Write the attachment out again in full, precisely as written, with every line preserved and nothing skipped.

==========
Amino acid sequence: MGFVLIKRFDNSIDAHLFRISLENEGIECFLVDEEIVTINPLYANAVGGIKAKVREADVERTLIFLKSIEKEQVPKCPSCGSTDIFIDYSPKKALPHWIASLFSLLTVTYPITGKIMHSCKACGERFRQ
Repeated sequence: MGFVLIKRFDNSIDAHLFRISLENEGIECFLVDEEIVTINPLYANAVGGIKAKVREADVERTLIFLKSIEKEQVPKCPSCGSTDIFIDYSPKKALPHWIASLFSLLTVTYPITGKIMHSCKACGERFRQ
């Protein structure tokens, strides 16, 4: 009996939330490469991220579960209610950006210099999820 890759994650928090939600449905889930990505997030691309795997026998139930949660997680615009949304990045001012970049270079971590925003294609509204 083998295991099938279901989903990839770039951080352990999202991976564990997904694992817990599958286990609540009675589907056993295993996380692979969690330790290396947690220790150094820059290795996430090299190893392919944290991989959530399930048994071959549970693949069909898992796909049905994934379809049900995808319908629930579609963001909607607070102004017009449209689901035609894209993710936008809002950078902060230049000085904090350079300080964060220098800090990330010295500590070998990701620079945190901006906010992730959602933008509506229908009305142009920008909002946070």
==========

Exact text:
Amino acid sequence: MGFVLIKRFDNSIDAHLFRISLENEGIECFLVDEEIVTINPLYANAVGGIKAKVREADVERTLIFLKSIEKEQVPKCPSCGSTDIFIDYSPKKALPHWIASLFSLLTVTYPITGKIMHSCKACGERFRQ
Repeated sequence: MGFVLIKRFDNSIDAHLFRISLENEGIECFLVDEEIVTINPLYANAVGGIKAKVREADVERTLIFLKSIEKEQVPKCPSCGSTDIFIDYSPKKALPHWIASLFSLLTVTYPITGKIMHSCKACGERFRQ
């Protein structure tokens, strides 16, 4: 009996939330490469991220579960209610950006210099999820 890759994650928090939600449905889930990505997030691309795997026998139930949660997680615009949304990045001012970049270079971590925003294609509204 083998295991099938279901989903990839770039951080352990999202991976564990997904694992817990599958286990609540009675589907056993295993996380692979969690330790290396947690220790150094820059290795996430090299190893392919944290991989959530399930048994071959549970693949069909898992796909049905994934379809049900995808319908629930579609963001909607607070102004017009449209689901035609894209993710936008809002950078902060230049000085904090350079300080964060220098800090990330010295500590070998990701620079945190901006906010992730959602933008509506229908009305142009920008909002946070």